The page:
NOTE: This website is alive and growing.
Table of Contents
The term colour grading will be used here as equivalent to colour correction.
How to get oriented in the colour wheel
Understanding Cinelerra Color Picker dialog by exploring its parameters is a great way to start understanding the basic concepts of colour correction.
Yu have now opened the Color Picker dialog box.. It’s made of a coloured wheel, a horizontal bar, a vertical bar and 6 sliders.
1. Exploring the dialog
The wheel has three primary colours (Red, Blue and Green) and three secondary colours in between (Magenta, Cyan, Yellow). To understand why the primary colours are Red, Green and Blue instead of Red, Yellow and Blue see PRIMARY COLOURS in the glossary.
In the centre of the wheel there is a tiny black circle. This is the colour selector.
Just below the wheel there is a horizontal bar that shows the selected colour. It should be black.
The vertical bar on the right side of the wheel marks the brightness (or luminance or value) of the colour. It goes from black (at the bottom) to white (at the top).
2. Exploring value
Move the Value slider to maximum. You can see the black selected in the horizontal bar becoming brighter and brighter all the way to white. The vertical bar tracks the change from black to white all through the gray scale.
Note that moving the Value slider other three sliders moved too. They are the Red, Green, Blue levels. They control the amount of primary colour used to get the final selected colour. When all the three primary colours are combined in equal intensity, no colour is produced.
Black, gray and white are not colours. Well… they are in the common sense, but they are not for a colorist. Black, gray and white are the absence of colour with different value, that is different brightness. A black and white picture has plenty of luminance information but no colours.
3. Exploring hue
If when I combine all the three primary colours in equal intensity I get no colours, then to produce a colour I have to combine the three primary colours with different levels. Let’s try.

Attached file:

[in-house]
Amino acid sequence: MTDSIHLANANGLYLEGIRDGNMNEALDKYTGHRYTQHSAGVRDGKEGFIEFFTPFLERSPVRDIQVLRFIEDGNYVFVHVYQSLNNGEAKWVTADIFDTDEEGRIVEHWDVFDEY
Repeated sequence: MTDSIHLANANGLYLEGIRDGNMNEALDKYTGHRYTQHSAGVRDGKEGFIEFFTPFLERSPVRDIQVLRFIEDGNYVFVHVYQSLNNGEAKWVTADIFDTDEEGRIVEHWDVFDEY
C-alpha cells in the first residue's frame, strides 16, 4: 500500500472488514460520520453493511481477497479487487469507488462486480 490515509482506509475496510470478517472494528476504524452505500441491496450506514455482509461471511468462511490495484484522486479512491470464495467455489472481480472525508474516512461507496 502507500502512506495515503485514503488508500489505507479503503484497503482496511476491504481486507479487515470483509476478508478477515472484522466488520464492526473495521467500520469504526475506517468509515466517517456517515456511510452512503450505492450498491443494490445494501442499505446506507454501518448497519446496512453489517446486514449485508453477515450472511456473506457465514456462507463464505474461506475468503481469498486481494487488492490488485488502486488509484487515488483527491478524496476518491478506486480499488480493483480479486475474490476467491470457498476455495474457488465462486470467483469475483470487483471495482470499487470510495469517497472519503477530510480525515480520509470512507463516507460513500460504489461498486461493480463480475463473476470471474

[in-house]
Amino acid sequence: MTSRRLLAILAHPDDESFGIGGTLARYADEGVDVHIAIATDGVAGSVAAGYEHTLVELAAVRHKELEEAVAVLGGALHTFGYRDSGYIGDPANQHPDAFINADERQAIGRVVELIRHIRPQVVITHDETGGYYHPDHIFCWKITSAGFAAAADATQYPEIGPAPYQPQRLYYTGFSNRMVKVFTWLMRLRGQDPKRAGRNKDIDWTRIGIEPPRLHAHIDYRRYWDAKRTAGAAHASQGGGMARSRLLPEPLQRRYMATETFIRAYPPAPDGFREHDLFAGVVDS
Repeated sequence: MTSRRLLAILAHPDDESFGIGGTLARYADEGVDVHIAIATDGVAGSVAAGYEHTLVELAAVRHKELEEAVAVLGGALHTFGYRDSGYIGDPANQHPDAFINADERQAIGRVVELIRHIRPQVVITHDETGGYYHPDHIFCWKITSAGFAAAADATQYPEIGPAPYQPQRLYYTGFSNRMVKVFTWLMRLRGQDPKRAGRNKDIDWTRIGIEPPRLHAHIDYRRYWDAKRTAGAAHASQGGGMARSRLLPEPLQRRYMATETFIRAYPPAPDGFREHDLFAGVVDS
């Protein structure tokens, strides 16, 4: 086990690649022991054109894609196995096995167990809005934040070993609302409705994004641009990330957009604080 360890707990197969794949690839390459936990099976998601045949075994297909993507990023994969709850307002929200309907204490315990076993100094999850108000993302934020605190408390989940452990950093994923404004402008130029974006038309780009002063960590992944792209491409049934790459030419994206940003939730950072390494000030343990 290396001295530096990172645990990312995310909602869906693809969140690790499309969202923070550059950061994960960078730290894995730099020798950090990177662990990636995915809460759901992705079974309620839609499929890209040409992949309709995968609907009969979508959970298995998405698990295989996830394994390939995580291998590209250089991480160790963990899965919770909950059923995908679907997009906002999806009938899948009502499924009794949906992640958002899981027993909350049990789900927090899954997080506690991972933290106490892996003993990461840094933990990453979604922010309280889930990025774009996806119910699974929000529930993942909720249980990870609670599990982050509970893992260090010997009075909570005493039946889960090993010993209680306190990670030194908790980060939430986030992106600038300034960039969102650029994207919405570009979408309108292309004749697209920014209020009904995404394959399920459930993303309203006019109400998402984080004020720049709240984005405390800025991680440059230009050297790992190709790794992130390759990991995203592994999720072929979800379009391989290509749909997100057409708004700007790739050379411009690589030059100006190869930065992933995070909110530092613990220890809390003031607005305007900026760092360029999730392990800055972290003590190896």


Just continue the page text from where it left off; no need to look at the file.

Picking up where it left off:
To know for each selected colour what’s the amount of primary colours, look at the Red, Green and Blue (RGB) levels. Pose the mouse pointer over the knob to get a tooltip with the numerical value.
For istance: the beautiful colour that has hue = 272 is made with a combination of 0.53 parts of red, 0 parts of green and 1 part of blue.
Actually I think it is a little too bright for me. It’s better to lower the value a little. I set the value to 0.80. Haaaa! I like it better!
This new colour has still hue = 272 but the levels of the primary colours are Red = 0.43, Green = 0, Blue = 0.80.
5. Exploring saturation
Let’s start exploring it with a happy colour.
Let’s try again.
Now that the tour has come to an end, I can whisper you a secret: you can select a colour without thinking!
How to correct white balance
Sometimes you might get images with a weird color cast.
Here is an example of salmonish cast but it can be from gold to blue.
The paper in the background was in fact white. My eyes saw it as pure white. Nevertheless the camera recorded the white as salmon, tinting all the other colurs.
Cinelerra is capable of analizing the colour of a single pixel. Let’s do that:
Here are the info for a pixel representing a portion of the white paper.
You have learned from the previous HOWTO that neutral colours like white have the same amount of RGB. Note how in our case on the contrary the RGB levels are uneven. There’s a lot of red and very little blue (and that makes yellow appear).
There was artificial light in the room and some light came from the window. Natural and artificial light usually have different colours because they have different temperature. I forgot to tell the camera which colour was the real white and she got confused.
Now we have a problem. What’s the solution?
The real solution is in the camera (and in the operator). You should tell the camera which is the real white so she can store it as reference. Most videocameras have automatic white balancing that usually works fearly well. But in some conditions (like different light sources or tricking coloured walls or objects) the camera gets fooled. All videocameras have the possibility to have the white balance manually set. Check your camera user guide for instructions.
Cinelerra can help you correcting the colour balance of footage you have already shot, thanks to the Colour balance effect.
After such treatment my image looks like this:
If we analize the pixel on the white paper now we can see very different values:
RGB levels are now nearly even.
The correction is not perfect but the difference is huuuuge!